In addition, does anyone seriously think that mandatory service for the youth is an efficient way to help the poor? Given the usual government efficiency, it’s clear that if the goal is to actually help the downtrodden, and not a new age goal like Sen. Dodd’s “shared experiences,” then we should use taxpayer dollars to hire firms that specialize in providing needed goods and services. Rebuilding New Orleans will go a lot slower if we grab students still hung over from Spring Break rather than hiring veteran construction workers.

A peacetime draft also doesn’t save money. Consider the analogous case of the military draft. If the country wants to put more men and women in arms, there are two ways it can do it. It can pay what is necessary to induce them to join or it can force them to join. The second doesn’t eliminate the costs (lost income and frustrated preferences) but merely hides them from public view. The costs are now borne by those unfortunate enough to be dragooned into the military. More specifically, their losses are at least as great as the minimum amount of money necessary to induce them to serve.

A draft is morally noxious since we have in effect instituted enslavement, albeit for a limited time. Even if supreme emergencies like war warrant doing so, and I doubt it, only a liberty-hating politician would propose that this should be done for poorly defined and politically correct goals like those McCain and Dodd cite.

The mistaken weight given to service can also be seen in the claims that we should be eternally grateful to members of the police and military and that working for the government is a higher calling. It’s hard to see what supports these claims. The individuals who took police and military jobs judged the package of benefits (including pay, prestige, and excitement) and costs (risk of death and injury) to be better than their other alternatives. Sometimes when you take a risk you lose and in the case of police officers they lose their lives less frequently than do such commonplace jobs as farmer, construction worker, and truck driver. Roughly 12 per 100,000 of police officers die on the job compared to 33 farmers, 28 construction workers, and 28 truck drivers per 100,000 (2000 figure) – and these weren’t even the most dangerous jobs. In some cases the financial benefits can be significant. New York state troopers, for example, make $65,357 after one year and can retire after 20 years. I would never ask persons to take jobs that they don’t want to do and I doubt my neighbors would either. Given this, it’s hard to see why they are owed gratitude for doing a job they willingly took. It’s even harder to see what other than wishful thinking justifies the closely related claim that working for the government is a higher calling than working in the private sector.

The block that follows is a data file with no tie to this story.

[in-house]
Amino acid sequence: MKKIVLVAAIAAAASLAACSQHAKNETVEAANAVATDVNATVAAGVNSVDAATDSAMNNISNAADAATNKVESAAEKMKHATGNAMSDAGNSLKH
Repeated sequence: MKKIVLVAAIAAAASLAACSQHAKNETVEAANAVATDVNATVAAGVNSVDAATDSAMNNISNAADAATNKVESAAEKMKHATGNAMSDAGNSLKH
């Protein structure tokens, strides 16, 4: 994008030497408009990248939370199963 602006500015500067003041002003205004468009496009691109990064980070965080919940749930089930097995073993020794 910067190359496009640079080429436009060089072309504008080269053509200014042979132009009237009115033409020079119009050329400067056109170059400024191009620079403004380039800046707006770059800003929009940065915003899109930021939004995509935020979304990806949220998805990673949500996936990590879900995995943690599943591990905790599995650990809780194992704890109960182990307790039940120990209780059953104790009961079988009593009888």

Instead of all of this Kennedyesque mumbo-jumbo, we should ask of our country the following, “Ask not what your country can do for you, but merely that it not trample you.” Hmmm, maybe my slogan needs some tweaking.

1 comment:

The Constructivist said...

Hmmm, maybe this FAQ will help.